Young drivers in Britain – well past time for discrimination?

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No apology here in this post for returning, after only four months, to the dreadful issue of kids being put in charge of (but not always in control of) a powerful killing machine – a motor car. At that time five teenagers had just been killed in a car crash in South Yorkshire.

Last week another three lost their lives in a head on crash in South Wales, another is in a coma, and in the other car a pensioner grandmother passenger was killed and the driver seriously injured and is now fighting for his life. The dead driver of the car that lost control on a bend, to veer into the path of an oncoming car, was only seventeen years old and had just passed his driving test three days before.

You might ponder as to what the hell was this inexperienced youngster doing late at night (after 10 pm), driving a car, fully loaded with four other college students in a six car convoy of young drivers, on a dangerous mountain notorious accident blackspot’s winding road?

These tragic young deaths are the tip of the iceberg of course – so they are only in the media because the carnage makes striking headlines. Such headlines which gloss over the ongoing problem that young drivers are killing themselves (some five a day), destroying other innocent people, causing mayhem on our roads, and NOTHING  is being done about it.

Teenage drivers frequently crash their cars don’t they? Yes, they say one kid in every five crashes in the first six months and a quarter of young drivers under twenty-four in the first couple of years. Young drivers are also very heavily involved in fatal accidents aren’t they? Yes, the statistics claim it is a quarter of all such accidents. These kids are twice as likely to be killed as mature drivers.

Why is all this you might ask? Perhaps it is because ‘wet behind the ears’ young impressionable adolescents, unwary, overconfident & keen to drive at excessive speed, are suddenly let off the leash, handed a clean (doesn’t stay that way for long) unrestricted lifelong driving licence, to do their thing unconstrained? Madness?

Who is culpable for all this annihilation, you might then ponder? You can’t really blame the kids who don’t know better, can you? You shouldn’t hold the parents responsible for imposing their own restrictions either, should you? No, it is our ‘out of touch’ Executive and six hundred and fifty Members of Parliament who make the inadequate driving laws, isn’t it?

Did our MPs not know of this problem then? Oh yes they certainly did indeed – this havoc has been going around for donkey’s years. So why no action by the House of Commons then? Why, but oh why, haven’t they modified the driving laws to save life & limb and to protect these vulnerable youngsters from themselves, and all others from them, on our congested roads? Oh yes, they are so busy passing new laws and amending old ones galore (as well as securing their expenses & pay rises) where it affects their own or party interests, but they see no votes in amending the driving laws – so the roadway’s destruction of lives will continue unabated, wont it?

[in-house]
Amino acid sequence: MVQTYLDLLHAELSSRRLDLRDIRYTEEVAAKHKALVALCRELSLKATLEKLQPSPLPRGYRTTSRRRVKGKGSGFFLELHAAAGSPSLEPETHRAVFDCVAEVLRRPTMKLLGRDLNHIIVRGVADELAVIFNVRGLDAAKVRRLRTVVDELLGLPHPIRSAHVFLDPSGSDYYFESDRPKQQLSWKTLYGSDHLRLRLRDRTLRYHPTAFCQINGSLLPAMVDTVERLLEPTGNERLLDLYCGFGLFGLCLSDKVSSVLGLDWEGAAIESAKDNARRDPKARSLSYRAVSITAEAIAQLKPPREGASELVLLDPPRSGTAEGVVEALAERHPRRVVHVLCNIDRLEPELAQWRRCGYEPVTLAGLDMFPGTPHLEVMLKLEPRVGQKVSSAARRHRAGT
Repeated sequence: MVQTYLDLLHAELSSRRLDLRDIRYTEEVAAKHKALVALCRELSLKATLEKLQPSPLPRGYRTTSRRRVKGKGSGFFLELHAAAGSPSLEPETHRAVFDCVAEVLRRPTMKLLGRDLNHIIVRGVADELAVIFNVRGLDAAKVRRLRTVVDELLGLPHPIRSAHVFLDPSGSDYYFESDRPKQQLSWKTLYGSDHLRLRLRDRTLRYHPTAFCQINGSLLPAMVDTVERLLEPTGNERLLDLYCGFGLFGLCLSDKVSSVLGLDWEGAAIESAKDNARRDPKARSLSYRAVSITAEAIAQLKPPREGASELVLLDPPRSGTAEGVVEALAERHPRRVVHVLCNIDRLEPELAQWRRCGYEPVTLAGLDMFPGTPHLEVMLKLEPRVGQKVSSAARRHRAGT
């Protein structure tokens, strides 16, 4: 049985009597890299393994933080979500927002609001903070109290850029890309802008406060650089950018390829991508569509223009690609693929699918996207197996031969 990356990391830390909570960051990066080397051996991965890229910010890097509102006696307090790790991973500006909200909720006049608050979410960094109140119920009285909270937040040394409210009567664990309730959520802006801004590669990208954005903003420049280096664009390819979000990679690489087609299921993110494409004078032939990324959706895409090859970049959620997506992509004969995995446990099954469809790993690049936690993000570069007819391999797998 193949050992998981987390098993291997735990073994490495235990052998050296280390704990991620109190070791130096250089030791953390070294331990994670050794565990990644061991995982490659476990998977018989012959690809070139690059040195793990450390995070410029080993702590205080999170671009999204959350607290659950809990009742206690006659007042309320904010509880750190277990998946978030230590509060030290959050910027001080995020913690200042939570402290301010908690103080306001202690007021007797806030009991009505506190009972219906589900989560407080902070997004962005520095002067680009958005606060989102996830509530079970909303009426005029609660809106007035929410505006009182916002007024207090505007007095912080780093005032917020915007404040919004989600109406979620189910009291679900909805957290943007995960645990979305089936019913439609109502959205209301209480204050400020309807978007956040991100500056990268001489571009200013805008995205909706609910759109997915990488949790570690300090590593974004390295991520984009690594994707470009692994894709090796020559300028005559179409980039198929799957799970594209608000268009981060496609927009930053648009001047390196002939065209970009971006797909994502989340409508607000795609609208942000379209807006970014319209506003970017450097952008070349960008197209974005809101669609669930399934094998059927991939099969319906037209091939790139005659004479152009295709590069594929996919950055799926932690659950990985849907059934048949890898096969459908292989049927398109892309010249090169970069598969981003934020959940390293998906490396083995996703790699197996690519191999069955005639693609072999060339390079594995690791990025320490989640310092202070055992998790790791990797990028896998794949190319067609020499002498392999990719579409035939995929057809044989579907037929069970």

There are many things that ought to be changed, some might be difficult but there is a simple low cost effective solution, don’t you think. Simply stamp the under twenty-one’s shiny new licence with the words “YOUNG DRIVER” which raises the licence a step-up from Provisional, but invokes certain restrictions from a Full Licence.

  • Display a Y plate (youth) plate on the vehicle (to replace their previous L plate)
  • Restrictions below to apply when ‘unaccompanied’ by an over twenty-one adult driver:

                    Passengers – no children of sixteen or under, maximum of one over sixteen non adult, or a maximum of two adults

                    Driving curfew  – not allowed to drive at night (10 pm to 6 am),

                   Car class & power/ Van use – limit on car ‘performance’ and requirement that a van must be ‘unloaded’.

  • Retest – new licence on drivers application at twenty-one to be reissued as a FULL licence provided there have been no crashes or points, otherwise a compulsory retest is required, with an additional assessment of driver attitude as well as competence.


[In addition parents ‘might’ consider the case made by a UK commercial organisation to get young 11 – 16 year olds learning to safely drive a real car ‘off-road’ (with dual control cars, standard road signs, and professional instructors); this while they are still of a cautious nature and wary of the power of the beast; this well before the gung-ho, risk taking,  show-off attitude kicks-in. A few lessons may well cost you a bit of money but it could perhaps save your son’s or daughter’s life, when they start to drive for real on the dangerous congested roads that we now use in Britain,?].



[We all want the next generation of young  drivers to benefit greatly from their first few years behind the wheel – but we want them even more to end up alive, don’t we? Then, harass your current MP (and all MP candidates in the General Election) about them taking urgent action next parliament, eh?]

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